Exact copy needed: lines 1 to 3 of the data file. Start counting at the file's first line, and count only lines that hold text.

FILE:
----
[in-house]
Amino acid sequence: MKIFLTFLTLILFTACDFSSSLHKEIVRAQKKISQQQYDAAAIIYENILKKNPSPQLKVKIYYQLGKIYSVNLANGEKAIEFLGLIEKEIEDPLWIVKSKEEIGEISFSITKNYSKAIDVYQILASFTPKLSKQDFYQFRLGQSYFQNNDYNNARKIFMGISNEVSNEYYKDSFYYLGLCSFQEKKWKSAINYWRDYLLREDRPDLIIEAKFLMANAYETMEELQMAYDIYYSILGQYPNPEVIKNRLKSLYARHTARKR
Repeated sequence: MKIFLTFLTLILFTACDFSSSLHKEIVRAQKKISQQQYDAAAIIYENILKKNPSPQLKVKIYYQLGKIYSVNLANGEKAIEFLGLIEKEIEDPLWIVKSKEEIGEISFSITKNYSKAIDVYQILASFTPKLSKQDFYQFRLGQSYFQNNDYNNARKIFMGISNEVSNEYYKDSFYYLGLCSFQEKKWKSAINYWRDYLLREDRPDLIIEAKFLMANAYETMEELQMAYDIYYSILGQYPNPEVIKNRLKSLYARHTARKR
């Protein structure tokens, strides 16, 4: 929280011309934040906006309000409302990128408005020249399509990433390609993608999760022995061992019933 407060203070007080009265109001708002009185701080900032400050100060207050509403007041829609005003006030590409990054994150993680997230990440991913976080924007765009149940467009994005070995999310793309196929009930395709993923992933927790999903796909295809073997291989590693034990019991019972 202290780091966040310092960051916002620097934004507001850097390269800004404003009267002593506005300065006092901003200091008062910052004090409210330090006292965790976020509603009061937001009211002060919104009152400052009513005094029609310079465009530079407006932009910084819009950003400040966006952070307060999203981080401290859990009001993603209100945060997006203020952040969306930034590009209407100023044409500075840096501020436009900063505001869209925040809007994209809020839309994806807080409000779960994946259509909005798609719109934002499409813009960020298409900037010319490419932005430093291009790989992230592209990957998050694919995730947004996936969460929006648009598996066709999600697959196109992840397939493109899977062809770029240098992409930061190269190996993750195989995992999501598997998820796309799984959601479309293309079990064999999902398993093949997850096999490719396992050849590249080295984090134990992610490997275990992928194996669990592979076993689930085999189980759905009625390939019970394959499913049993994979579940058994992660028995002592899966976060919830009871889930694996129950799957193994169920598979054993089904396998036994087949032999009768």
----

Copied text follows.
[in-house]
Amino acid sequence: MKIFLTFLTLILFTACDFSSSLHKEIVRAQKKISQQQYDAAAIIYENILKKNPSPQLKVKIYYQLGKIYSVNLANGEKAIEFLGLIEKEIEDPLWIVKSKEEIGEISFSITKNYSKAIDVYQILASFTPKLSKQDFYQFRLGQSYFQNNDYNNARKIFMGISNEVSNEYYKDSFYYLGLCSFQEKKWKSAINYWRDYLLREDRPDLIIEAKFLMANAYETMEELQMAYDIYYSILGQYPNPEVIKNRLKSLYARHTARKR
Repeated sequence: MKIFLTFLTLILFTACDFSSSLHKEIVRAQKKISQQQYDAAAIIYENILKKNPSPQLKVKIYYQLGKIYSVNLANGEKAIEFLGLIEKEIEDPLWIVKSKEEIGEISFSITKNYSKAIDVYQILASFTPKLSKQDFYQFRLGQSYFQNNDYNNARKIFMGISNEVSNEYYKDSFYYLGLCSFQEKKWKSAINYWRDYLLREDRPDLIIEAKFLMANAYETMEELQMAYDIYYSILGQYPNPEVIKNRLKSLYARHTARKR